|MARINERS (53-63)||Δ Ms||RAYS (62-52)||EDGE|
|HITTING (wOBA)||-99.7 (30th)||-0.5||-39.0 (24th)||Rays|
|FIELDING (BABIP)||41.9 (2nd)||2.1||-2.0 (17th)||Mariners|
|ROTATION (tRA)||9.2 (13th)||2.3||52.2 (2nd)||Rays|
|BULLPEN (tRA)||2.3 (14th)||-0.2||13.9 (7th)||Rays|
|OVERALL (RAA)||-46.2 (21st)||3.8||25.1 (12th)||RAYS|
*whoops, just typed Rats instead of Rays. Do you think there are dumb Tampa haters who call them the Rats? As if that would somehow wound their fans? I bet there are. People are the worst.
The Mariners smacked around the Angels a bit over the weekend and were just so close to completing a road sweep, which would have been oh so sweet. Still, they got to demoralize Angel fans who probably were giddy with excitement after the wild pitch run-off and the prospect of facing Hisashi Iwakuma, Jason Vargas and the Mariner hitters with the likes of Dan Haren, Jered Weaver and the Angel hitters. Ha! Not to be, this time!
Coming into the series, CoolStandings put the Angels' chance of a playoff berth at 49%. It is now 35%. It was just a three game series, but the Mariners just did legitimate damage to the probability that the Angels get to keep playing after game 162.
The Rays come in on a six-game winning streak, having swept both Toronto and Minnesota. The Blue Jays are now last in the AL East, the Twins had been last in the Central for quite some time until the Mariners put the Royals briefly into that spot and now the Rays play the Mariners, last in the West. They're probably licking their chops over the prospect.
The current playoff picture has the Yankees, White Sox and Rangers winning the AL divisions. The Nationals, Reds and Giants are the leaders in the NL. The Wild Card teams would be the Rays and Orioles and the Pirates and Braves, which would be chuckly to me to see the Pirates finally break their two decade long under. 500 streak and reach the playoffs only to face the damnable Braves again.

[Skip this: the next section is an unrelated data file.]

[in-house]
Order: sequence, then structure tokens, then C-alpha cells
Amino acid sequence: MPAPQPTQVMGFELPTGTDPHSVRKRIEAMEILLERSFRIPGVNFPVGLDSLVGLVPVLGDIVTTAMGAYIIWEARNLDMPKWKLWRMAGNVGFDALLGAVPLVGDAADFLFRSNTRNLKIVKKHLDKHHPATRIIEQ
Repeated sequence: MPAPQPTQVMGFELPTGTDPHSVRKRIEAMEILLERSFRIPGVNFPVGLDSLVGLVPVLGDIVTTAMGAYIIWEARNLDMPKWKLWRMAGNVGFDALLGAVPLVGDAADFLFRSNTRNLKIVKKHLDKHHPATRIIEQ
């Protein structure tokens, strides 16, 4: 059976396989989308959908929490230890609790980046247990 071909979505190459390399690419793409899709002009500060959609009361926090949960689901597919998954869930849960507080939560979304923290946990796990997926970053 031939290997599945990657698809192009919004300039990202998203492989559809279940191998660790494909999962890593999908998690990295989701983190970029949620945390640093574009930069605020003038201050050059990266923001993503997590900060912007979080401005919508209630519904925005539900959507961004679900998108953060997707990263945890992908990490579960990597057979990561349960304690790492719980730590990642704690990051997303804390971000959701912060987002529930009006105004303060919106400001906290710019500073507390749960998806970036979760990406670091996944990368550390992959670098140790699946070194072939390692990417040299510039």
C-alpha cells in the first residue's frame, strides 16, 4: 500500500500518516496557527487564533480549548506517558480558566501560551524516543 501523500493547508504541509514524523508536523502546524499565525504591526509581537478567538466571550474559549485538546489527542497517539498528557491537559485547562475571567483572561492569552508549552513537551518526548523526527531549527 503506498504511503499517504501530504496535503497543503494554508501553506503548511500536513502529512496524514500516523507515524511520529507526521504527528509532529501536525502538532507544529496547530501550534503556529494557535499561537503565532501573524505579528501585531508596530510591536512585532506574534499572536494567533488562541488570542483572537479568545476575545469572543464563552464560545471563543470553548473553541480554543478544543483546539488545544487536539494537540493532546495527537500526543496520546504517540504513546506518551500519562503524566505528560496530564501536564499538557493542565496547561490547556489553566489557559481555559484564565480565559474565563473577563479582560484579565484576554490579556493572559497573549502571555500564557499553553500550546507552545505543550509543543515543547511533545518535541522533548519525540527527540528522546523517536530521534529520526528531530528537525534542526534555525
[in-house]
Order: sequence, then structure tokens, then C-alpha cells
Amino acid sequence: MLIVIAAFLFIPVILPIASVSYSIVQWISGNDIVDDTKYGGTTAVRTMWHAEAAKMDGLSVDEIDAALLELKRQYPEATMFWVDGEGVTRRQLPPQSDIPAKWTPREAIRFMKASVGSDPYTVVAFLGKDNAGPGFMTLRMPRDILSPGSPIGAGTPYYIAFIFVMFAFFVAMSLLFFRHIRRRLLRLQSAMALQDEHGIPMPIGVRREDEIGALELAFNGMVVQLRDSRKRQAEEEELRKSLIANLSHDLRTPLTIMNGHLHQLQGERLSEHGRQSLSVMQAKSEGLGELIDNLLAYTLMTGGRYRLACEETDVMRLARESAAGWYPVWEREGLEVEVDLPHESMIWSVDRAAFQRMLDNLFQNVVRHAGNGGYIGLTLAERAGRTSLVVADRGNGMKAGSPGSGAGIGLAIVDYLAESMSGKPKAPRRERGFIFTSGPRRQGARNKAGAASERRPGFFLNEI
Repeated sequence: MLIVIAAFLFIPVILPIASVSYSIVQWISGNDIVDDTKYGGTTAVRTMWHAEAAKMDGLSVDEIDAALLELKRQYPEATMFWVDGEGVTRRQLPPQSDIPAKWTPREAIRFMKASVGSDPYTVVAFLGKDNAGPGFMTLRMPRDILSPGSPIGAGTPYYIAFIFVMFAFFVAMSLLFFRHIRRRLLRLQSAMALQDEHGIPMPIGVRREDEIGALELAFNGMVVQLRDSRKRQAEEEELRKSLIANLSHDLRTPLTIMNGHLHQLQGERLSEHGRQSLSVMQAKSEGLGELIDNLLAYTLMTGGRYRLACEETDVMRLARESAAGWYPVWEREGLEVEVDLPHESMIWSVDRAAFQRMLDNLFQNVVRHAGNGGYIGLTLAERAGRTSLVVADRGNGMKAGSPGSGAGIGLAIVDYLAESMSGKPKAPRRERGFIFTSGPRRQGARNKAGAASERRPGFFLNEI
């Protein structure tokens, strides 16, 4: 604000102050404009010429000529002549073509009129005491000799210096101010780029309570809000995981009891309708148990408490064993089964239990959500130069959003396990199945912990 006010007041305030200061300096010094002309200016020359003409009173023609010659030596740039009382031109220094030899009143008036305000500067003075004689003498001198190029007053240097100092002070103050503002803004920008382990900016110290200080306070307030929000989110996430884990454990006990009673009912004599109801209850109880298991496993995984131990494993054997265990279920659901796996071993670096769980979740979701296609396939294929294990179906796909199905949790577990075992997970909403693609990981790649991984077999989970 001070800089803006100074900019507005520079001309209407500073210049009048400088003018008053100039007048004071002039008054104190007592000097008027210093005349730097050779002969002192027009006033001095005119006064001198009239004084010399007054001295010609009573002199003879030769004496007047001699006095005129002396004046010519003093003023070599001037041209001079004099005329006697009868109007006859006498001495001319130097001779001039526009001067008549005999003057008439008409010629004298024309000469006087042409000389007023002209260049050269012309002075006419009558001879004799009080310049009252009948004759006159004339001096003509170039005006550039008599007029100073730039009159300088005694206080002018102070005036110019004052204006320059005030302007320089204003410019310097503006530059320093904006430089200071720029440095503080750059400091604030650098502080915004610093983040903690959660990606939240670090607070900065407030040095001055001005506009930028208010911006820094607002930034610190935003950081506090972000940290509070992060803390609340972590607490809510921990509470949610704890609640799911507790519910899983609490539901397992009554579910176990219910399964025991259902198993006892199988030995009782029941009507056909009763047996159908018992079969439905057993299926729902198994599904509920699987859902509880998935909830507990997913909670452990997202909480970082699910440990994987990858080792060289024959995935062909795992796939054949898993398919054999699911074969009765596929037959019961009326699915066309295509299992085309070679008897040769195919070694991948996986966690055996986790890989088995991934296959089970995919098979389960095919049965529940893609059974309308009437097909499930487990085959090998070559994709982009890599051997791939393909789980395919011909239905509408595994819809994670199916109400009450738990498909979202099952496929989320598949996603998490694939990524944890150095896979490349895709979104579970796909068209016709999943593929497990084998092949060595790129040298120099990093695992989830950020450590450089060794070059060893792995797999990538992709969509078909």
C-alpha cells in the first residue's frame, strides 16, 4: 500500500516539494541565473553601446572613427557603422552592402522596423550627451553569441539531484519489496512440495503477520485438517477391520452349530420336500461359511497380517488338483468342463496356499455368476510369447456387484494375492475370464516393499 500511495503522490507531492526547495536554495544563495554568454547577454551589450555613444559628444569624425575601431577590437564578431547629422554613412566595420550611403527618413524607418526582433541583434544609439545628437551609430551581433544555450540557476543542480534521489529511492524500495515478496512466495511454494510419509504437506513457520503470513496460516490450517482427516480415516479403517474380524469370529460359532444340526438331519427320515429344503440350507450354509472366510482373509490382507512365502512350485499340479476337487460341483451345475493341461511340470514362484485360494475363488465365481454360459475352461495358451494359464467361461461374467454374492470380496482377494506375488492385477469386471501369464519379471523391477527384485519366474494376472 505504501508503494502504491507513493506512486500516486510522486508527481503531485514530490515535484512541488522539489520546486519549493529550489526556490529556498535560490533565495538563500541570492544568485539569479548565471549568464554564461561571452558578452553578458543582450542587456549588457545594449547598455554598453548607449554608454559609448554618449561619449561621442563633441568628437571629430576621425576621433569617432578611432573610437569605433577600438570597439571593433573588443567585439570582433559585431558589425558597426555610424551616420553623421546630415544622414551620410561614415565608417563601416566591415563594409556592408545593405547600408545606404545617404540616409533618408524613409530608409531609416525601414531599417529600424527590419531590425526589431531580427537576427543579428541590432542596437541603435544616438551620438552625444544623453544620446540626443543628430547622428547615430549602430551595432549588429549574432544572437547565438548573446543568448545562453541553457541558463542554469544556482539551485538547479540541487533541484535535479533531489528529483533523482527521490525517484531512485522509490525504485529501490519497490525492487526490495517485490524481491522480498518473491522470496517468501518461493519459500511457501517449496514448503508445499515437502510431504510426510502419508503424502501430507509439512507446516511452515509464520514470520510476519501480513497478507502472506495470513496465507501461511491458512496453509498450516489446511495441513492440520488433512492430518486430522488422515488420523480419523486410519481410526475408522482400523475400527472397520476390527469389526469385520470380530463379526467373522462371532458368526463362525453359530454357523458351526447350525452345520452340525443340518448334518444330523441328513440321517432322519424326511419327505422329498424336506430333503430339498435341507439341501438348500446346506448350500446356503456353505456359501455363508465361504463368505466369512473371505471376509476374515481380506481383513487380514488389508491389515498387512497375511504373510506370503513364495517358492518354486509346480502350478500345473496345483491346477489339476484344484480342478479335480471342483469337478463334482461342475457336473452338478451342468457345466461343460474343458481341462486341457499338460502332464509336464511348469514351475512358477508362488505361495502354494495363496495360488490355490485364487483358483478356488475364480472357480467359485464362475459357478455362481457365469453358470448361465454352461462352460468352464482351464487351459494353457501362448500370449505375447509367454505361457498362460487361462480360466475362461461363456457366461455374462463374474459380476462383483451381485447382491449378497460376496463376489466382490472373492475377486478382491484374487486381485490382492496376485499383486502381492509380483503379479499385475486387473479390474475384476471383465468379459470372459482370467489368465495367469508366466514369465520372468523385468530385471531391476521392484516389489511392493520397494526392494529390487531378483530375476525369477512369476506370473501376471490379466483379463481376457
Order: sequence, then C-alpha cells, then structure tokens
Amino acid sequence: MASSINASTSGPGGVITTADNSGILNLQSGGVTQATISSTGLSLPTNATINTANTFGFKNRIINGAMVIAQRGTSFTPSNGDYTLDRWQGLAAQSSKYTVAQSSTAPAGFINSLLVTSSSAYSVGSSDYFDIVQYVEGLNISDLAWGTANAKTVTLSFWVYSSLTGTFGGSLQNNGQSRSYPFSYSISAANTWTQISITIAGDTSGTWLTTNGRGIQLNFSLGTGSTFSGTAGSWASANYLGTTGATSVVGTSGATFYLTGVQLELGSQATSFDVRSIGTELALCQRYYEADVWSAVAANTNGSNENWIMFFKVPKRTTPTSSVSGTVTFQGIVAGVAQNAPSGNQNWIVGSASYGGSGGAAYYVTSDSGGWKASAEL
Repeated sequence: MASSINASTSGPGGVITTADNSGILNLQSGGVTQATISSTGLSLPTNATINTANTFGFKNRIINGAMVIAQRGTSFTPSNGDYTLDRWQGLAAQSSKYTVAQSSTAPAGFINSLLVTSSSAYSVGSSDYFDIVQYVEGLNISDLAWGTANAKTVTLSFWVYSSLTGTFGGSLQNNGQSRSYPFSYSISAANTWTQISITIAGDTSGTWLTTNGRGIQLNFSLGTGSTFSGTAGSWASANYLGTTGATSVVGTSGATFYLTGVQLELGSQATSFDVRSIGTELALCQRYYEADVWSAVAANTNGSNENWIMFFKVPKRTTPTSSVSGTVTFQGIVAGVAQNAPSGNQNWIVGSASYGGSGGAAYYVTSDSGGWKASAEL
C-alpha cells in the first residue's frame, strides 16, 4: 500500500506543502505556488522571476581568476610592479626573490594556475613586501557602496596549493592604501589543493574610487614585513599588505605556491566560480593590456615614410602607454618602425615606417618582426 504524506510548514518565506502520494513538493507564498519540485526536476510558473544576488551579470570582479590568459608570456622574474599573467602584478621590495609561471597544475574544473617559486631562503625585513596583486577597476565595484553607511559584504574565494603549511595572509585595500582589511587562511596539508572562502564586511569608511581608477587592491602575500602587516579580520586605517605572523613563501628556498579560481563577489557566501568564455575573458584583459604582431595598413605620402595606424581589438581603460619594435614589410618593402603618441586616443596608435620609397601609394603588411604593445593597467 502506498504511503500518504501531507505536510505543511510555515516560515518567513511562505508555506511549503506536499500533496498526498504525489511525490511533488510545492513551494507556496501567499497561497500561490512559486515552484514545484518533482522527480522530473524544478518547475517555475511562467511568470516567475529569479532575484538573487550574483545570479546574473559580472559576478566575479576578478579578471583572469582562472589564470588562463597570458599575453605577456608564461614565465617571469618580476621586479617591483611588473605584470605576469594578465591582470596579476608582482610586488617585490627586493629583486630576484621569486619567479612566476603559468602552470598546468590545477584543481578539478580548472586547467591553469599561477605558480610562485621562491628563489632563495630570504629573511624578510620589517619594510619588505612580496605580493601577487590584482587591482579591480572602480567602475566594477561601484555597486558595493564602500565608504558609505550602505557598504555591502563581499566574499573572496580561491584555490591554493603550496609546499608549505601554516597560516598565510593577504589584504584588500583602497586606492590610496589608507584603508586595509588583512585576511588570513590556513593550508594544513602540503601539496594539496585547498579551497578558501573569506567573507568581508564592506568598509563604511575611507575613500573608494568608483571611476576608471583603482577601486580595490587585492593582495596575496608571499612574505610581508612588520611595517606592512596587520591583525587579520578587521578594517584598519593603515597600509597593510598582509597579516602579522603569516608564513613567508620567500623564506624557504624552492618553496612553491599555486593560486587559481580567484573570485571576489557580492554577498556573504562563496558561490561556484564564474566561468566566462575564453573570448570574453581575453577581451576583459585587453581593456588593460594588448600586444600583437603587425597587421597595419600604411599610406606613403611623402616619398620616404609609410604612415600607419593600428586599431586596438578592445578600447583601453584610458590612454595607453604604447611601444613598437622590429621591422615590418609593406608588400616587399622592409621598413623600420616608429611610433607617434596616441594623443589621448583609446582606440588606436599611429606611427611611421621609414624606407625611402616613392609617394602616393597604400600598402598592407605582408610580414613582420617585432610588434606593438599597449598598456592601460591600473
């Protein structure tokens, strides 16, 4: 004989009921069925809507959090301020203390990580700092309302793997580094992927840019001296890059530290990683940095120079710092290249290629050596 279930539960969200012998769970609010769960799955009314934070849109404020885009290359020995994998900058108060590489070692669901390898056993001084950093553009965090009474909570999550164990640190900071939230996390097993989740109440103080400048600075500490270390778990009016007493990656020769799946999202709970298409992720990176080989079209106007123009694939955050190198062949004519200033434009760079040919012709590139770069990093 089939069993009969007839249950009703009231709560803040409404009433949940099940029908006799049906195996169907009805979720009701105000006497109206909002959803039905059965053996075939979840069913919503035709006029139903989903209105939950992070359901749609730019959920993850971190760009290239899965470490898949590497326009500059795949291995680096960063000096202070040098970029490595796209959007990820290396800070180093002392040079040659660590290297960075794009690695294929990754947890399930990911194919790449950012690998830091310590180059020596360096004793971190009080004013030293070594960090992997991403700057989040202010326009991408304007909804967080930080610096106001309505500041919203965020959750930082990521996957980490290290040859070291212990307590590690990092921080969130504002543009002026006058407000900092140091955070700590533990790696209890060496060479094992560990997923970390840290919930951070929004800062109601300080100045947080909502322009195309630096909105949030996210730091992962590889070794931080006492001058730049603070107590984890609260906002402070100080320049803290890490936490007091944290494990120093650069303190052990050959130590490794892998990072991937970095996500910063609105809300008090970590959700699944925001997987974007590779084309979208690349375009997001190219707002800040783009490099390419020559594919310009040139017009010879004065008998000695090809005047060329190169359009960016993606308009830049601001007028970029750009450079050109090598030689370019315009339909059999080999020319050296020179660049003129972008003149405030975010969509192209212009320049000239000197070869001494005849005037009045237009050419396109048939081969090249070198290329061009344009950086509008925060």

|Batter||PA||P/PA||Slash line||nBB||K (sw)||1B/2B/3B/HR||Sw%||Ct%||Qual+|
|J Jaso*||36||3.4||.310/.444/.552||7||6 (4)||6 / 1 / 0 / 2||36||87||156.3|
|J Montero||44||3.1||.349/.378/.488||1||4 (3)||13 / 0 / 0 / 2||50||88||154.8|
|B Ryan||26||3.8||.238/.385/.333||4||7 (4)||3 / 2 / 0 / 0||44||80||46.8|
|K Seager*||52||3.6||.265/.308/.388||3||11 (8)||11 / 0 / 0 / 2||51||82||137.1|
|D Ackley*||54||3.7||.208/.278/.396||1||14 (10)||7 / 1 / 0 / 3||45||84||136.0|
|T Robinson^||30||3.3||.231/.333/.269||4||9 (8)||5 / 1 / 0 / 0||52||69||129.5|
|M Carp*||43||4.8||.216/.326/.243||6||7 (3)||7 / 1 / 0 / 0||41||82||58.1|
|E Thames*||36||4.1||.200/.250/.343||1||10 (8)||4 / 2 / 0 / 1||51||68||103.7|
|C Wells||35||3.5||.121/.171/.273||2||5 (4)||2 / 0 / 1 / 1||51||83||45.1|
|M Saunders*||47||3.5||.130/.170/.217||1||13 (10)||2 / 4 / 0 / 0||46||75||67.6|
P/PA = pitches per PA [avg~3.8], nBB = uBB + HBP, Sw = swinging [avg~45%], Ct = contact [avg~81%], Qual+ = a measure of quality of batted balls [avg=100, higher is better]
Remember when Dustin Ackley drew way more walks than strikeouts in the high minors? Chase Utley was the name most oft dangled as Ackley's peak upside, but Wade Boggs in one that struck to me. I miss thinking that was a realistic possibility. Get better, Dustin!
I remarked on Twitter during yesterday's game that among hitters with at least 200 PAs in 2012, John Jaso was the seventh best hitter in the AL judging by wRC+. Also that Miguel Olivo was the eighth-worst among all of MLB. Jaso is now sixth behind Mike Trout, David Ortiz, Edwin Encarnacion, Miguel Cabrera and Josh Willingham. Miguel Olivo is now seventh-worst.
|Batter||PA||P/PA||Slash line||nBB||SO (sw)||1B/2B/3B/HR||Sw%||Ct%||Qual+|
|M Joyce*||40||3.8||.314/.400/.657||5||6 (5)||5 / 3 / 0 / 3||39||82||163.2|
|D Jennings||49||3.8||.289/.367/.533||4||8 (7)||6 / 5 / 0 / 2||45||78||112.9|
|B Zobrist^||51||4.1||.326/.412/.391||5||9 (5)||12 / 3 / 0 / 0||40||88||87.5|
|J Keppinger||46||3.1||.333/.326/.467||0||2 (2)||11 / 3 / 0 / 1||49||96||71.2|